Brendan Gleeson is one of my favorite actors. He is not a marquee name and probably never will be, but he’s a long way from just a character actor. He has achieved star billing in several really good smaller movies, such as The Guard and In Bruges. For a certain kind of role—smart, imperturbable, confident—you just can’t do any better.
Here he is a man who came late to the priesthood. He has a daughter from his now-deceased wife, and he operates from a small church in County Sligo. One day in the confessional a man tells of how he was raped orally and anally every other day for five years by a priest, starting at age seven. The priest is dead now. But the man still wants his revenge, and has decided that killing a good priest would make more of an impression than killing a pedophile. He has selected Father James, and promises to kill him in a week, on Sunday.
The bishop points out to Father James that since the man did not ask for absolution he is not covered by the rules of the confessional, and he is free to go to the police. James knows who the man is, but he never reveals his name to the bishop or to us, by word or gesture. We know it has to be one of the men he interacts with over the next week and you want to try to guess, but that’s not really the point. This is no thriller. James can prevent the murder any time he wants to, but he doesn’t.
The next week is probably the most stressful of his life. His daughter has tried to kill herself (actually, it’s more of a gesture). He meets with an unrepentant cannibalistic serial killer in gaol. One youth he counsels thinks he had better join the army, because he wants to kill someone. Anyone, but probably one of the girls he can’t connect with. He confronts a wife-beater and his proudly adulterous wife. Someone burns down his church, and as if that wasn’t enough, someone cuts the throat of his old dog. He snaps, drinks himself silly, and gets into a bar brawl.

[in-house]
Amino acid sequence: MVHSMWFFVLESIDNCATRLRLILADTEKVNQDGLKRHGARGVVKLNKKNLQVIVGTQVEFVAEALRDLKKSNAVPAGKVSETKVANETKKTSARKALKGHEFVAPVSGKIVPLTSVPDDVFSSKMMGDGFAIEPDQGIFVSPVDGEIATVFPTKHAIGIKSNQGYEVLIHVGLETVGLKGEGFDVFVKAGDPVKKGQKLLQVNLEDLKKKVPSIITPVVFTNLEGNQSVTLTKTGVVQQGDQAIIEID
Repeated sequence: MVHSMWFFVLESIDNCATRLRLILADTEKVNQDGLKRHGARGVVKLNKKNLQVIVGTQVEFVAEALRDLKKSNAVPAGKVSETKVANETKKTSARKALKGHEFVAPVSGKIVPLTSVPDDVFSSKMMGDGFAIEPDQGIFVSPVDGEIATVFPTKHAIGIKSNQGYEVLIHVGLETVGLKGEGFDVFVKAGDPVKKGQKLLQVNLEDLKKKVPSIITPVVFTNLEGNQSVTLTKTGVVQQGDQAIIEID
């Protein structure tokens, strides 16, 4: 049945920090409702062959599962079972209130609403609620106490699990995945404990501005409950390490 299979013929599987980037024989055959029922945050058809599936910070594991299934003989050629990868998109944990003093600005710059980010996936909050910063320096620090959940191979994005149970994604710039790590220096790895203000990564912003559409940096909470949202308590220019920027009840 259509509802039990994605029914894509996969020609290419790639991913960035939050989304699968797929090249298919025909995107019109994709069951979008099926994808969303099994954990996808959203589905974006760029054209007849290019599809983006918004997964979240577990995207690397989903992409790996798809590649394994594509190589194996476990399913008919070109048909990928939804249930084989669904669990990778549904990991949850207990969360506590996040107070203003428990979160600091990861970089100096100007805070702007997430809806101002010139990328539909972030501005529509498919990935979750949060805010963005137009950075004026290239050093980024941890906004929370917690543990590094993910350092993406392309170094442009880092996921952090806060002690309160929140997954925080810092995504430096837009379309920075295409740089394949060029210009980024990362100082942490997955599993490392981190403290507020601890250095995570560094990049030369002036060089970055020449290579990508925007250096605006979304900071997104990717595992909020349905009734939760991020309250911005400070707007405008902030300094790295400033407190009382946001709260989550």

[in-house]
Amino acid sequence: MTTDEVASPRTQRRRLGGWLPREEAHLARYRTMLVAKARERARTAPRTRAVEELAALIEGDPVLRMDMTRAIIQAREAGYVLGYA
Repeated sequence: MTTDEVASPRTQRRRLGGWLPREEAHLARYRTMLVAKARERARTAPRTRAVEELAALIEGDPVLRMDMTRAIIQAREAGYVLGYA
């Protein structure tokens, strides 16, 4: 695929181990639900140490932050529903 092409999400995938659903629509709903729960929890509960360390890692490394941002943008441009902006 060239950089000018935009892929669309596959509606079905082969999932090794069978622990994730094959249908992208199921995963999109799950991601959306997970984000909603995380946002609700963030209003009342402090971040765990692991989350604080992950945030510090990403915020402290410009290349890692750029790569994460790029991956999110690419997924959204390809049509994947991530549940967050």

But he shows up on the beach on Sunday to confront his potential murderer. I’m not exactly sure why. Possibly to try to atone for all the sins of all those rapist priests over the years. Possibly because he is sobered by the realization that a lot of the villagers don’t really like him, for no better reason than that he retains his faith in the face of horrific events they find inexplicable, if there is a God. (I share some of this outrage, myself.) The killer is the one I suspected, but again, it doesn’t really matter. It is a very powerful and understated performance by Gleeson, from an intelligent and thoughtful script.
Does a man like James share some collective responsibility for the crimes committed by Catholic preists? I don’t think so. Not the men down on the ground, dealing with human tragedy every day. But I’ll tell you something, I would not shed a tear if someone assassinated a bishop, archbishop, or cardinal who actively aided in the cover-ups, and then proceeded to transfer rapist priests to other parishes, knowing full well they would continue to blight young lives. I would in fact not care if these men were tortured to death. I’d buy a ticket to that show. The Catholic Church has much to answer for, and the price has only begun to be paid.